New Horror Releases: The Limehouse Golem (2017) Reviewed

An intriguing, but disjointed entry into the gaslight London serial killer mythology, Juan Carlos Medina's The Limehouse Golem attempts to explore a plethora of themes underneath the guise of an unusually graphic crime thriller. Bill Nighy and Olivia Cooke give a thrilling pair of performances, catapulting what could have been a forgettable throwaway into a niche period piece.

Inspector Kildare is assigned to catch the Limehouse Golem, a serial killer terrorizing the streets of London.  His investigation brings him into contact with Elizabeth Cree, a stage actress who is accused of murdering her husband, a man who may be the killer that Kildare seeks.  Based on Peter Ackroyd's 1994 historical mystery, Jane Goldman's script boasts some unexpected surprises within the interplay of its large ensemble, particularly with respect to the performers at the center.  There are themes of feminism, sexual politics, and the pursuit of stardom that Goldman's accomplished style gives credence, an unexpected surprise when contrasted with the over the top violence.  

Despite these complexities, it becomes apparent, particularly during the telegraphed conclusion that Golem is missing something.  The investigation is given the backseat to the melodrama of Elizabeth's doomed marriage, with the summation feeling Pyrrhic in nature.  This may be a turn off for viewers, however, upon reflection, taking Golem as a cautionary tale on the pursuit of stardom, rather than a by the book procedural, the sly intentions of Goldman's dialogue and Medina's structured direction gives the final act more impact. However, even with this knowledge, there are rough patches, particularly with respect to the chemistry of the cast (outside of its leads) and the film's attempt to explore a myriad of concepts.  It's simply too much to sustain.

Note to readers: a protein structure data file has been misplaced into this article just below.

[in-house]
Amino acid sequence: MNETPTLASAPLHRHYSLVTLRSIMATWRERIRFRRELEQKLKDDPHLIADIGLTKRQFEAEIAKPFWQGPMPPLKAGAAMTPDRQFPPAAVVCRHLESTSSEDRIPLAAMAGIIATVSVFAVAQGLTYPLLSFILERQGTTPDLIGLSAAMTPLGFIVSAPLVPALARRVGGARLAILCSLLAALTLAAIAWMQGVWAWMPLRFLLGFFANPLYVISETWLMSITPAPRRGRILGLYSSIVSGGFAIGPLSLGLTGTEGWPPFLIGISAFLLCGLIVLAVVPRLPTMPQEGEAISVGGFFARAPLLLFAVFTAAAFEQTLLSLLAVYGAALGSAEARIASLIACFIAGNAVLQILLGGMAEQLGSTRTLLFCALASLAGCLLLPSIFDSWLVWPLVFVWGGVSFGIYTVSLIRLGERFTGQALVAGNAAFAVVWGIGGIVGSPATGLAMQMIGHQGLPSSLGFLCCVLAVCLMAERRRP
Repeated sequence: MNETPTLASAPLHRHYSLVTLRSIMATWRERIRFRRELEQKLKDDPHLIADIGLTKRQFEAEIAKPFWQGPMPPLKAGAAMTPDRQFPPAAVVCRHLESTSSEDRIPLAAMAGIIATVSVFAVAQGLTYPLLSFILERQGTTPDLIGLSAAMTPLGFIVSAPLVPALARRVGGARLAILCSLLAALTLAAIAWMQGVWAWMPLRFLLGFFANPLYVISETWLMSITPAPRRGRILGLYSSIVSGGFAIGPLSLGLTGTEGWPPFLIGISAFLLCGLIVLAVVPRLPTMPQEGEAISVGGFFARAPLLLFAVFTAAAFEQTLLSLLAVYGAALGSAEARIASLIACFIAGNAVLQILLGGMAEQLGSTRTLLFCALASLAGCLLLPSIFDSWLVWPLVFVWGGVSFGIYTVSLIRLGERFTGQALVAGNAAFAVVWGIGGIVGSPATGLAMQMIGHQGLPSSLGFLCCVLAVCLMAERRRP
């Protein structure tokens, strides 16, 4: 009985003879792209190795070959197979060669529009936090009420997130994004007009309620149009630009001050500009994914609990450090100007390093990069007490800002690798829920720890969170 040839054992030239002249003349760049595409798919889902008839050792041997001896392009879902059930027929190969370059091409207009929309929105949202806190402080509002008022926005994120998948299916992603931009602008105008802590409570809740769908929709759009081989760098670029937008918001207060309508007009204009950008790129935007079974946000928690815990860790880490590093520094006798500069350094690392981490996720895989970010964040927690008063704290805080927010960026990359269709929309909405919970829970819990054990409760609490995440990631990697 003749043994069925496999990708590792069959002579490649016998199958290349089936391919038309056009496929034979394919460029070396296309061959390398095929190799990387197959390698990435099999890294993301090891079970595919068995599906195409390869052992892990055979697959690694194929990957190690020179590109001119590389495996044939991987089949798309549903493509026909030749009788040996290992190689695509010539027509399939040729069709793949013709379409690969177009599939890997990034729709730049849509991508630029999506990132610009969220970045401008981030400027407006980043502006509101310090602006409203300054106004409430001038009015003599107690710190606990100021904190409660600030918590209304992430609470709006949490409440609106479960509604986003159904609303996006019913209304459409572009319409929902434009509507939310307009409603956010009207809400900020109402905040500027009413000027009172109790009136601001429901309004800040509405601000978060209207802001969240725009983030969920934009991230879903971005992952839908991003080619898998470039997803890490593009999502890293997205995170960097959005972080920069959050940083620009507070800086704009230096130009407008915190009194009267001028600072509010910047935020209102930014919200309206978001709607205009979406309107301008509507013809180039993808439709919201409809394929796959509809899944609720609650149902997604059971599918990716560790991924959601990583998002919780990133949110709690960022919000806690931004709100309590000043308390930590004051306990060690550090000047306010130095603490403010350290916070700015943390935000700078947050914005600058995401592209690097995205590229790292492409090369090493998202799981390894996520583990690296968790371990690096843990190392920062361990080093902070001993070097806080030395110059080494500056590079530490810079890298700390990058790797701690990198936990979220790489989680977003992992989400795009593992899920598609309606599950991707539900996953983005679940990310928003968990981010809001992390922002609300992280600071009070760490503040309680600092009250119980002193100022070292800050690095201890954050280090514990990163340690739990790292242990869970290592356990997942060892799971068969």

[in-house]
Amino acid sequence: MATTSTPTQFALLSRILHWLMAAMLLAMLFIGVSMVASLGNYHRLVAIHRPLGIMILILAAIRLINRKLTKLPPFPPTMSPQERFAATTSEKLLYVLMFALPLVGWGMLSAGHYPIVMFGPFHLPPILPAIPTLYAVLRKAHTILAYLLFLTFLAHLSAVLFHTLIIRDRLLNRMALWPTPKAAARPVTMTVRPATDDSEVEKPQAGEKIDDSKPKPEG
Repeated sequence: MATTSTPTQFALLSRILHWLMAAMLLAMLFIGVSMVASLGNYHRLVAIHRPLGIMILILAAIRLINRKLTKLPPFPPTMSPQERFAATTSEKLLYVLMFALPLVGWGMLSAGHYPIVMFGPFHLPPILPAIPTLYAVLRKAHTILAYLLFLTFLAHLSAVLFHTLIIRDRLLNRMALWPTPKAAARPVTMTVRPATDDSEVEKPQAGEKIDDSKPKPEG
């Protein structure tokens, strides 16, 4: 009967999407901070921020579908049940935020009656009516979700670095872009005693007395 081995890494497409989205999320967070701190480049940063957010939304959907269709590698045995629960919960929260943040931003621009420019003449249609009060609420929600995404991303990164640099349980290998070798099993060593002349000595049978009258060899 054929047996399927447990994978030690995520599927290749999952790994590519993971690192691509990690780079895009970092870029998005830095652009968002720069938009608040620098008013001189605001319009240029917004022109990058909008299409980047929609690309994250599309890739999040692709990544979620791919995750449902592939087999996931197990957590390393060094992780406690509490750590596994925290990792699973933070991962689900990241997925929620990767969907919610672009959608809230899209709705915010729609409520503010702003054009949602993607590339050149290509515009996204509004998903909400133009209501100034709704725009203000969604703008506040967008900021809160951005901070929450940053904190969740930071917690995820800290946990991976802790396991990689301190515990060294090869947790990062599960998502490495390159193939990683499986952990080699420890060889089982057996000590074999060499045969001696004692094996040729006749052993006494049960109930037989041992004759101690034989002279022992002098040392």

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Douglas Booth gives the strongest performance as Dan Leno, a cross dressing superstar that mentors Elizabeth when she begins in show business.  Booth becomes a living muse, a physical representation of the live free or die mantra embraced by performers of the era, using their art as a means to escape the confines, and frequently terrifying realities of poverty and subjugation at the hands of the wealthy.  Olivia Cooke is outstanding as Elizabeth.  There's a certain recklessness to her demeanor that works perfectly within Medina's well composed nocturnal kingdom.  While Nighy received top billing, this is Cooke's show and she handles the task with kaleidoscopic talent, shotgunning from one emotional extreme to another, all the while chronicling Elizabeth's rise to fame. Bill Nighy rounds out the trio with one of the most understated performances of his eclectic career.  Kildare is a scapegoat, given an impossible task due to his sexuality and Nighy's careful and respectful approach to the material is refreshing.  Usually, the detective is a flawed, obsessed outsider whose personal salvation is tied to the outcome of the case.  Nighy's Kildare is world weary, and yet noble, always trying to do the right thing, despite external pressure.  These three performances align to create a powerful foundation, on top of which rests a flawed, but interesting experience. 

As to be expected in a picture such as this, the world of Golem is dark, fog choked, and soiled, adroitly captured by Simon Dennis' attentive cinematography.  Details are essential; however it is perspective and memory that form Golem's heart of darkness.  Kirstin Chalmers hair and makeup designs are the essential ingredient merging with Claire Anderson's costume design to present vintage chic ensembles and essential clues that are sprinkled throughout the narrative. Johan Soderqvist's score tonally flourishes when required before slipping back into the shadows, mimicking the Golem's movements through the shrouded streets of a forgotten London.  Ian Rowley's special effects are the technical highlight, presenting gruesome kill sequences in an ocean of blood and mangled prosthetics.  

Coming soon to video on demand, The Limehouse Golem is a fun departure from stereotypical neo-Victorian storytelling.  The serial killer genre is overstuffed with stories about male detectives and bizarre murderers.  Golem sidesteps these conventions by putting the trials and tribulations of a woman at the center and surrounding her ordeals with viciously graphic kills and unexpectedly solid performances from its lead talents.     

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-Kyle Jonathan